Shades Of Words

Death at President’s Lodging

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Death at President's Lodging

Winter is the perfect time to read the British murder mystery novels, though I have always wondered why this genre is so popular in England. What is this fascination with cold blooded murders in closed country houses? In The Suspicions of Mr. Whicher, Kate Summerscale explains how the murder at the Road Hill house caught the nations fancy and inspired an entire generation of literature and must have laid the foundation for the Golden Age of the detective fiction and some of the first detectives in England.

There is something very genteel about the British mystery novel. There is no gore or loud action or twists and turns. There is suspense and the plot peels off in oniony layers, but it’s never scary. As a reader, you can sip a cup of tea and breeze through a novel which engages your mind pleasantly for a few hours.

Death at President’s Lodging plot is very similar to any “closed house limited number of suspects” murder stories. The crime happens, as the name suggests, at the President’s Lodgings in St. Anthony’s college. Since this is a college campus and is open to public during the day, the murderer could be anyone in the village. However, the access to the lodging is limited and controlled by a set of keys which are in the hands of a few people. The access to the college in which the lodge is located is limited at night and controlled by a set of keys, which is again the in the hands of a few people. All the possible suspects have air-tight, strangely corroborative alibis.

Michael Innes, employs his favorite detective to unravel the case, Inspector Appleby. The detective on arrival at St. Anthony’s college realizes that the murdered man was clearly not popular man (uh, duh!) and that the suspects are a bunch of formidable intellectual snobs, who are extremely capable of planning a brilliant murder.
Why I recommend this book is, because after a fairly long time, I felt so absorbed in a puzzle. There is something mathematical about the issue of the keys, and the number of entrances to the college and the sequence of events of the night of the murder. The solution to the mystery is really one of the most imaginative though slightly improbable.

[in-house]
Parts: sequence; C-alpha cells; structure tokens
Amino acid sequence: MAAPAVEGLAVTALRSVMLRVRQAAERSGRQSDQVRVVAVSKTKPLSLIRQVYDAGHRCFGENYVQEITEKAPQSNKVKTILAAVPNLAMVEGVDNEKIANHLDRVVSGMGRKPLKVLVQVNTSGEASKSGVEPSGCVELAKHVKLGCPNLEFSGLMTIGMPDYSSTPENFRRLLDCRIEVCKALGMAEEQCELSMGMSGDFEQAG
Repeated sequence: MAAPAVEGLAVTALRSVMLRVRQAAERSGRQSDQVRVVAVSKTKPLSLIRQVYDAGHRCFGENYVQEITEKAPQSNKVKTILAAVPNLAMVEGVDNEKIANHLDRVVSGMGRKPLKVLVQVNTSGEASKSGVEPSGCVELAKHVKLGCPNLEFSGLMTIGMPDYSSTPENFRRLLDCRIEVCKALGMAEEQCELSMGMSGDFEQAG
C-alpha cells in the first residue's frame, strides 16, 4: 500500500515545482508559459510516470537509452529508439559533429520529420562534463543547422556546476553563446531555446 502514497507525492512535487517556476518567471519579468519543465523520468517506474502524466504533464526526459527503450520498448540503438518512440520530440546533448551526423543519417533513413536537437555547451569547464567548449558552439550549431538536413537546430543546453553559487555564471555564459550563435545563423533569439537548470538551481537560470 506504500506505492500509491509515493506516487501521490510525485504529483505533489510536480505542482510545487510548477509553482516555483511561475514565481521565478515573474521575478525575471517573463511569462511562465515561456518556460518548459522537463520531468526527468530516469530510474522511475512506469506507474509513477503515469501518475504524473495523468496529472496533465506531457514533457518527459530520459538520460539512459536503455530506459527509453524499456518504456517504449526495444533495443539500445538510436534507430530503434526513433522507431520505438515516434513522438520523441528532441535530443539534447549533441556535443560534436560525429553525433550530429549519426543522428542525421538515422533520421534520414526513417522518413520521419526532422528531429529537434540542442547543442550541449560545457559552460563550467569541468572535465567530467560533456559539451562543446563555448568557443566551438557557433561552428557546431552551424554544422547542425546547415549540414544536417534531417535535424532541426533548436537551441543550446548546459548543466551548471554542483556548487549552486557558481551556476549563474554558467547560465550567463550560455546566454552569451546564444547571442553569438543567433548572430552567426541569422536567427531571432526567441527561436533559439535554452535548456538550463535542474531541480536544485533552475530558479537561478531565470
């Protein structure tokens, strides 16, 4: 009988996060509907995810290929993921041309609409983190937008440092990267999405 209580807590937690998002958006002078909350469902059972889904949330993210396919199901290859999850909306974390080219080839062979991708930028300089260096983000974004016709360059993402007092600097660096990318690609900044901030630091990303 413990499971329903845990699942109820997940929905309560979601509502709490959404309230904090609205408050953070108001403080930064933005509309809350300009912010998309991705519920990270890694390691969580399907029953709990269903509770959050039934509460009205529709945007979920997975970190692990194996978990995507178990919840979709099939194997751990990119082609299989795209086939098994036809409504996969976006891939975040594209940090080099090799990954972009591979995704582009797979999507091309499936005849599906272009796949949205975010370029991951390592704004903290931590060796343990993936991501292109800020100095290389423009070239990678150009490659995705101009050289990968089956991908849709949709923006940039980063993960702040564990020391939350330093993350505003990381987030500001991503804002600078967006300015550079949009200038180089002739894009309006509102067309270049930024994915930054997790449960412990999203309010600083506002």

Verdict: Highly recommended

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Author: Vipula

Before talking about who we are, we’d like to tell you a bit about how and why Shades of Words came into being. It all started with the idea of “A place where we could share with likeminded people about things we enjoy. From books to music to movies to travel; Shades of Words was to be a place about the best of our experiences” We thought about why should anyone read us? The answer was that whatever we review would be a mix of our experience of the thing along with interesting and useful information about it. So in case you are reading us regularly or even checking us out once in a while then we have succeeded in our efforts someway somewhere. Who are we? Known as Kapil Sood and Vipula Gupta, we thought of Shades of Words on one fine Sunday afternoon. Tired of writing interesting RFP’s and project documentation; we decided to give this a shot. Yes! We work in Indian IT industry. Cupid struck us while were innocently slogging together on the highly intricate job of formatting and beautifying documents! And since then, we have been working together to establish Shades of Words as a place that we can claim as ours. (Because buying a house is still years away!) What else? Kapil also writes some blogs which you can read here and here.

3 thoughts on “Death at President’s Lodging

  1. I love country house murder mysteries. I tend to read a lot of crime fiction, though haven’t so much this year, that is gritty and dark, but these sorts of mysteries are fun since they are not gorey and have a puzzle to them. I also like the social aspect–reading about a certain lifestyle and the characters who populate such places. I’ve never read Michael Innes, but I will have to give him a go. I’m in the mood now for one I think!

  2. Ooh this reminds me of the Oxford Murders in terms of the treatment of the plot 🙂 I’m still pondering whether to add Michael Innes to my TBR list. Anyways I’ve watch Tere Bin Laden but waiting to read your review on it 😉

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